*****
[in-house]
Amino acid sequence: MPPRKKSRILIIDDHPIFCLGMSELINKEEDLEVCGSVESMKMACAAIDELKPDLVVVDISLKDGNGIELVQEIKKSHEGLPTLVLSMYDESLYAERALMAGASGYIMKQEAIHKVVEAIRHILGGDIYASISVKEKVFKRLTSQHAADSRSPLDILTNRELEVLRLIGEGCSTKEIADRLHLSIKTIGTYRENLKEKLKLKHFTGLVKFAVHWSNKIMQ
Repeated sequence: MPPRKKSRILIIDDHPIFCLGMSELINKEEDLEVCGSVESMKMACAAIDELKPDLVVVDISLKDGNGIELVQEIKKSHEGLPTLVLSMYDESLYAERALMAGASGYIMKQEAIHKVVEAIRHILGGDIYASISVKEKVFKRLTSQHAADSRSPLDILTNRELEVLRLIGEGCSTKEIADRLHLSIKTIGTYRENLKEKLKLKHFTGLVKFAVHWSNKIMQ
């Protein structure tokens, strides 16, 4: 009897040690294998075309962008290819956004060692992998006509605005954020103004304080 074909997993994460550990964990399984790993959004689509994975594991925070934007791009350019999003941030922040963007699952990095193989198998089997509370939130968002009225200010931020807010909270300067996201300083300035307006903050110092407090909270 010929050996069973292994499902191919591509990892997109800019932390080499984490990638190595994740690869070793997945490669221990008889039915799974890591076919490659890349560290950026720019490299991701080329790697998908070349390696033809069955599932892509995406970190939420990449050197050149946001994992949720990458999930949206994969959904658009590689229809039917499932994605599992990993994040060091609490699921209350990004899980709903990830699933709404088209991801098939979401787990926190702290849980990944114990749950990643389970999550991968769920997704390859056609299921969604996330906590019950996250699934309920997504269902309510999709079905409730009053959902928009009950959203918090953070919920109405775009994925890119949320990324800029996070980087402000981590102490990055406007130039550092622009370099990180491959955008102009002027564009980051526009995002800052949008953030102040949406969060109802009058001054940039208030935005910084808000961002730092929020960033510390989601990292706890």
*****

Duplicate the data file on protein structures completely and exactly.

[in-house]
Amino acid sequence: MPPRKKSRILIIDDHPIFCLGMSELINKEEDLEVCGSVESMKMACAAIDELKPDLVVVDISLKDGNGIELVQEIKKSHEGLPTLVLSMYDESLYAERALMAGASGYIMKQEAIHKVVEAIRHILGGDIYASISVKEKVFKRLTSQHAADSRSPLDILTNRELEVLRLIGEGCSTKEIADRLHLSIKTIGTYRENLKEKLKLKHFTGLVKFAVHWSNKIMQ
Repeated sequence: MPPRKKSRILIIDDHPIFCLGMSELINKEEDLEVCGSVESMKMACAAIDELKPDLVVVDISLKDGNGIELVQEIKKSHEGLPTLVLSMYDESLYAERALMAGASGYIMKQEAIHKVVEAIRHILGGDIYASISVKEKVFKRLTSQHAADSRSPLDILTNRELEVLRLIGEGCSTKEIADRLHLSIKTIGTYRENLKEKLKLKHFTGLVKFAVHWSNKIMQ
């Protein structure tokens, strides 16, 4: 009897040690294998075309962008290819956004060692992998006509605005954020103004304080 074909997993994460550990964990399984790993959004689509994975594991925070934007791009350019999003941030922040963007699952990095193989198998089997509370939130968002009225200010931020807010909270300067996201300083300035307006903050110092407090909270 010929050996069973292994499902191919591509990892997109800019932390080499984490990638190595994740690869070793997945490669221990008889039915799974890591076919490659890349560290950026720019490299991701080329790697998908070349390696033809069955599932892509995406970190939420990449050197050149946001994992949720990458999930949206994969959904658009590689229809039917499932994605599992990993994040060091609490699921209350990004899980709903990830699933709404088209991801098939979401787990926190702290849980990944114990749950990643389970999550991968769920997704390859056609299921969604996330906590019950996250699934309920997504269902309510999709079905409730009053959902928009009950959203918090953070919920109405775009994925890119949320990324800029996070980087402000981590102490990055406007130039550092622009370099990180491959955008102009002027564009980051526009995002800052949008953030102040949406969060109802009058001054940039208030935005910084808000961002730092929020960033510390989601990292706890």